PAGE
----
To elaborate on these alternatives, the first potential direction was to
ensure that the ASO itself adequately encompassed all potential
interested parties directly within the ASO framework itself. In
developing this proposal further it was quickly apparent that the set of
potential interested parties numbers in the hundreds of thousands, if
not higher. There are industry standards bodies, technical coordination
bodies, various regional industry bodies, bodies representing
historically influential industry sectors, telecom industry sector
bodies, computer industry bodies, national industry bodies, vendor
associations, technology industry forums, governments, in various
guises, international governmental coordinating bodies, industry service
bodies, to name but a few.  The international trend to deregulation of
the communications industry has resulted in a significant number and
diversity of players without the imposition of a rigid international and
regional hierarchy based on various forms of international treaties. All
of these bodies within the increasingly deregulated communications
sector, and also all those bodies who are consumers and exploiters of
communications services, have a legitimate interest in the outcome of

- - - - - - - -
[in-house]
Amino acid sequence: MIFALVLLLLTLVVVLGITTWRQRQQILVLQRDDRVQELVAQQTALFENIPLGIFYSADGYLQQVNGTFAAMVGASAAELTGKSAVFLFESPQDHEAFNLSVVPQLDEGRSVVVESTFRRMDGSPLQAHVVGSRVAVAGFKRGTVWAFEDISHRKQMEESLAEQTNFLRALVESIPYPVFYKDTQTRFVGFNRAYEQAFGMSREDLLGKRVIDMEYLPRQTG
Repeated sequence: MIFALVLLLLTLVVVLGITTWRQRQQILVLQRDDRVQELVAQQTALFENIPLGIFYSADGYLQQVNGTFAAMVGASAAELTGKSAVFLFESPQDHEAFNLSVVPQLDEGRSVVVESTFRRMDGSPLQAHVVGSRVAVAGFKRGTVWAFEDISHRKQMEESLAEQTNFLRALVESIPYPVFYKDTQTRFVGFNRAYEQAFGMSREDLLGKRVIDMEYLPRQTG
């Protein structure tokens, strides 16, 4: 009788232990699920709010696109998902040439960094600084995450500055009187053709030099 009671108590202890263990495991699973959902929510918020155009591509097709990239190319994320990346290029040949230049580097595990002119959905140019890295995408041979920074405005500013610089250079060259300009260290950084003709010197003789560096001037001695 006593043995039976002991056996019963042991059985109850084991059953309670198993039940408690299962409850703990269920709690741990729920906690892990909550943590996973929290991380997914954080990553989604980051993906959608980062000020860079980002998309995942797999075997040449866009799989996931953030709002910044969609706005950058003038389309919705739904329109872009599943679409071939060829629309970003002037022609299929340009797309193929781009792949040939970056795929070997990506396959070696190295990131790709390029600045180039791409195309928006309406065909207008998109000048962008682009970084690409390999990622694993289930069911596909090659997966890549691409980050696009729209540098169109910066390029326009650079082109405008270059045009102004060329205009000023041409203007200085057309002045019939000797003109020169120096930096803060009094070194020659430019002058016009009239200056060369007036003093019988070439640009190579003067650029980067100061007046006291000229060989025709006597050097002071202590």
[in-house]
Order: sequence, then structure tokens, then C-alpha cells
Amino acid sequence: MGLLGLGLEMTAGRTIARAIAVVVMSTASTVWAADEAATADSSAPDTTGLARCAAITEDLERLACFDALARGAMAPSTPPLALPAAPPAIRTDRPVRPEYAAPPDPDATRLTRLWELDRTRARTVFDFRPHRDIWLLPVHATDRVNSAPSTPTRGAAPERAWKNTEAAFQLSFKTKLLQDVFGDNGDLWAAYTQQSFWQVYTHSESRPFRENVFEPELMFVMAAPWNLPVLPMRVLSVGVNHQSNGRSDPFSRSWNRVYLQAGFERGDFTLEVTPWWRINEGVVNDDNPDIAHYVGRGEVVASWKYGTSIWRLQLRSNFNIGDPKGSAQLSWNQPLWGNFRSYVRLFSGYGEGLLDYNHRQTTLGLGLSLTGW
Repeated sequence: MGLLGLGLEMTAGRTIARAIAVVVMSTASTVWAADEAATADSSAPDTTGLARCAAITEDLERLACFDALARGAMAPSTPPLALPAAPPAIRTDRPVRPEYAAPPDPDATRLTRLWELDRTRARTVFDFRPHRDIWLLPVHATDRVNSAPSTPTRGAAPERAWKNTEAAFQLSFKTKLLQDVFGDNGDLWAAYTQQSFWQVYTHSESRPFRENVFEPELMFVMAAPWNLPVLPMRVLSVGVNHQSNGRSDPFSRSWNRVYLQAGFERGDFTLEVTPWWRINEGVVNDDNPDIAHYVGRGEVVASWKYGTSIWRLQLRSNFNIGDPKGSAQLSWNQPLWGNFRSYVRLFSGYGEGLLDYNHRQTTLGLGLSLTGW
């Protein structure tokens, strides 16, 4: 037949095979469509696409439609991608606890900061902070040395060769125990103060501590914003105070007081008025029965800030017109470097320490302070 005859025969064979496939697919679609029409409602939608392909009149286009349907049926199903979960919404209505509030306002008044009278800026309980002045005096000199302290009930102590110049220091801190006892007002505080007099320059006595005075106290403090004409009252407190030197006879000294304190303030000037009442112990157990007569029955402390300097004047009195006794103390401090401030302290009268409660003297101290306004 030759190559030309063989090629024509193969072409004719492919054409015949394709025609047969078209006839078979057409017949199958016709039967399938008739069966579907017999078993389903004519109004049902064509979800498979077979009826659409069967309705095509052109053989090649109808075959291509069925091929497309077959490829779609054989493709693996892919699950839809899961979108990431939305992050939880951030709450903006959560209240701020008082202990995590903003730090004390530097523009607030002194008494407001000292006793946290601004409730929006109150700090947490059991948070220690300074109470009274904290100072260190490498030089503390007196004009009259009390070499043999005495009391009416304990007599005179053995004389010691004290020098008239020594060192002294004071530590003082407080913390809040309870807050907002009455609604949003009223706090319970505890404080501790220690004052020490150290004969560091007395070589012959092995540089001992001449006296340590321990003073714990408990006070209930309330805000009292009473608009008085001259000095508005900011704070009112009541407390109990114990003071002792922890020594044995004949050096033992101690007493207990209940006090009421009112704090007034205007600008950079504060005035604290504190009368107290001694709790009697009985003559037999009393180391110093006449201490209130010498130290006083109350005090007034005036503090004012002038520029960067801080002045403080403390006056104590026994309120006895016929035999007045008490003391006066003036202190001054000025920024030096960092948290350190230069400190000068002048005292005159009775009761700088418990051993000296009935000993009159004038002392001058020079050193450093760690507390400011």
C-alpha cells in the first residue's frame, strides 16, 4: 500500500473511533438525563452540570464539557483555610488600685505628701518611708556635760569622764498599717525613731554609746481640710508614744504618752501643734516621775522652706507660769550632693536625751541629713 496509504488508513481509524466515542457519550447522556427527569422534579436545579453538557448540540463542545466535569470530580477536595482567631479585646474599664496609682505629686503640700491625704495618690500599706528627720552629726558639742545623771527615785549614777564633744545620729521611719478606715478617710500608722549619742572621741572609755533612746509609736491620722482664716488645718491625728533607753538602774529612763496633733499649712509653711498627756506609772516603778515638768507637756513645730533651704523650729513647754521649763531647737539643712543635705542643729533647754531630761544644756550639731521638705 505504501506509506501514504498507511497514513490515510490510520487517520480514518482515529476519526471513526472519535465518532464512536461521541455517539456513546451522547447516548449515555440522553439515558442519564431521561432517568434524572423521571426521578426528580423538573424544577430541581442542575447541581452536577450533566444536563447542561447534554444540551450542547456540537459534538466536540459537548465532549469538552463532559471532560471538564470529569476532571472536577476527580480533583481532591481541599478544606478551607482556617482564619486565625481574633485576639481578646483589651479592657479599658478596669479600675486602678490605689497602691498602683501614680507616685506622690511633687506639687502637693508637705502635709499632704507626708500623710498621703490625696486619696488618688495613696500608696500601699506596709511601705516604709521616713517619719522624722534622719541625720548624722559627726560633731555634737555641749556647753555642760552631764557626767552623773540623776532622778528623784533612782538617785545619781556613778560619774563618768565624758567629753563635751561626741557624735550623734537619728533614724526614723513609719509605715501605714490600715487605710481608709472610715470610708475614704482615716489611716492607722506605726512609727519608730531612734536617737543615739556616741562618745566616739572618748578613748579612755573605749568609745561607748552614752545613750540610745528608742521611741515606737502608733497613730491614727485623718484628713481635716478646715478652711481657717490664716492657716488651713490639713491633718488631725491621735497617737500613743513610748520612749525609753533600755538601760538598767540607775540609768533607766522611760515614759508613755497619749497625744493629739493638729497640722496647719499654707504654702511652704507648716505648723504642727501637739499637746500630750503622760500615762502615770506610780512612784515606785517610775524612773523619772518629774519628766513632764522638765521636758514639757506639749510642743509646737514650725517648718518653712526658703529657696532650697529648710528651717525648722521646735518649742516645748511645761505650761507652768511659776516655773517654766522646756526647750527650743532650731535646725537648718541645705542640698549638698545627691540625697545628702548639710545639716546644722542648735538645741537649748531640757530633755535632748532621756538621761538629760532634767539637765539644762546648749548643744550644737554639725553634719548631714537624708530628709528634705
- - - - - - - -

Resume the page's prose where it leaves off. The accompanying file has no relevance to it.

global Internet address allocation policies. To attempt to create such a
body which would properly fold in such a diversity of interest, and to
attempt to create a structure with appropriate checks and balances to
ensure fairness and openness in the operation of the body, is seen as
being an extremely ambitious task for an ASO. If it were to succeed in
such a task there is the likely outcome that such a body would
inevitably attempt to usurp the role of ICANN itself.

The second school of thought was to create an ASO which allowed the fair
and open participation of those bodies which are the current recipients
of allocated addresses through the self-regulatory structures of the
Regional Internet Registries.  In so doing we are mindful that the
complete panoply of interested parties are not directly represented
within an ASO, but rather are represented by being members of ASO member
organizations, similar in manner to the DNSO constituencies. We do see
that the broader structures of ICANN itself strive to pull together the
massive diversity of interests which collectively are the Internet
today, and there is little to be gained, and perhaps much that could be